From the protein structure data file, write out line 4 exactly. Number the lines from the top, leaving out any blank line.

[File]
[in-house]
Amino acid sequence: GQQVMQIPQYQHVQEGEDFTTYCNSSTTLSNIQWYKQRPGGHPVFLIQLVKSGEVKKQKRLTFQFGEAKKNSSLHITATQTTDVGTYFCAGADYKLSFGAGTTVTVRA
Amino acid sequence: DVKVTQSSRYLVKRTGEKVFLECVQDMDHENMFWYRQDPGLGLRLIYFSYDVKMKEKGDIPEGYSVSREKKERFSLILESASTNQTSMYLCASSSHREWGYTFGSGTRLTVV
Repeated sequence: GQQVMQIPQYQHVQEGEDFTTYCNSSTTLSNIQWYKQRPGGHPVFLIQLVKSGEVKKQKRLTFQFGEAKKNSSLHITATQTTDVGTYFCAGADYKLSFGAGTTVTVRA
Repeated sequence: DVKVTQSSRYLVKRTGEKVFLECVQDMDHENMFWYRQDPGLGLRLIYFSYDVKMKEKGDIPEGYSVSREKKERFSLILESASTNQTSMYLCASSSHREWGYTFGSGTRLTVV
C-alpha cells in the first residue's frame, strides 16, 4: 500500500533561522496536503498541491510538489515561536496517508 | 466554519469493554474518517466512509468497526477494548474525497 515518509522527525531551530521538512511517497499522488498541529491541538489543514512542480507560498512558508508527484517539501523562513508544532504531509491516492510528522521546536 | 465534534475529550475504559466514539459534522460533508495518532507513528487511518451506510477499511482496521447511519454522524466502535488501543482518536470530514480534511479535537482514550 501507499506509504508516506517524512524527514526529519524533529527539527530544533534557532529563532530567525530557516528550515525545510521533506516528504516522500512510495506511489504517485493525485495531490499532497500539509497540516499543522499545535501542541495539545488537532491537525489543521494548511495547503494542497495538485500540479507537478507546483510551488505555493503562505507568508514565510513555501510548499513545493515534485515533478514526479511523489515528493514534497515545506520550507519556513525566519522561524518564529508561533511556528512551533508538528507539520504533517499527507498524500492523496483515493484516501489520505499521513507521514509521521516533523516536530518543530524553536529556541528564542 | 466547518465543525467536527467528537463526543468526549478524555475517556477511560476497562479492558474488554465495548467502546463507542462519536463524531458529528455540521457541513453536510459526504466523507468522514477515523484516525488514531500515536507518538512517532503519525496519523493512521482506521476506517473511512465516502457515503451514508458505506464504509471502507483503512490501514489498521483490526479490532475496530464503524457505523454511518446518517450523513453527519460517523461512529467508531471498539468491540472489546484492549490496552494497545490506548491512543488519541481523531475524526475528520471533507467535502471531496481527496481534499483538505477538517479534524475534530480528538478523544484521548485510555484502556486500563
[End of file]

Repeated sequence: GQQVMQIPQYQHVQEGEDFTTYCNSSTTLSNIQWYKQRPGGHPVFLIQLVKSGEVKKQKRLTFQFGEAKKNSSLHITATQTTDVGTYFCAGADYKLSFGAGTTVTVRA